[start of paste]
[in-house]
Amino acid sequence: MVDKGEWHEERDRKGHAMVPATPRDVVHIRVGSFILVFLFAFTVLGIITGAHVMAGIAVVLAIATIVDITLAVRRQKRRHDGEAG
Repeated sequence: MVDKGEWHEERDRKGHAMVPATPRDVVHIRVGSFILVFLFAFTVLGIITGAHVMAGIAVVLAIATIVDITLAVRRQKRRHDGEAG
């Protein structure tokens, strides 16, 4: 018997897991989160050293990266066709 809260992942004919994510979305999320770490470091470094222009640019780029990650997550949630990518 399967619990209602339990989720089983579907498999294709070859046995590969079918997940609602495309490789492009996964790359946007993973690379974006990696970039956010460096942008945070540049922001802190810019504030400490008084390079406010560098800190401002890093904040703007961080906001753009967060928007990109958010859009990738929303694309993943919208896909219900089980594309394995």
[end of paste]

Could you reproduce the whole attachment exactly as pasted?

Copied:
[in-house]
Amino acid sequence: MVDKGEWHEERDRKGHAMVPATPRDVVHIRVGSFILVFLFAFTVLGIITGAHVMAGIAVVLAIATIVDITLAVRRQKRRHDGEAG
Repeated sequence: MVDKGEWHEERDRKGHAMVPATPRDVVHIRVGSFILVFLFAFTVLGIITGAHVMAGIAVVLAIATIVDITLAVRRQKRRHDGEAG
């Protein structure tokens, strides 16, 4: 018997897991989160050293990266066709 809260992942004919994510979305999320770490470091470094222009640019780029990650997550949630990518 399967619990209602339990989720089983579907498999294709070859046995590969079918997940609602495309490789492009996964790359946007993973690379974006990696970039956010460096942008945070540049922001802190810019504030400490008084390079406010560098800190401002890093904040703007961080906001753009967060928007990109958010859009990738929303694309993943919208896909219900089980594309394995």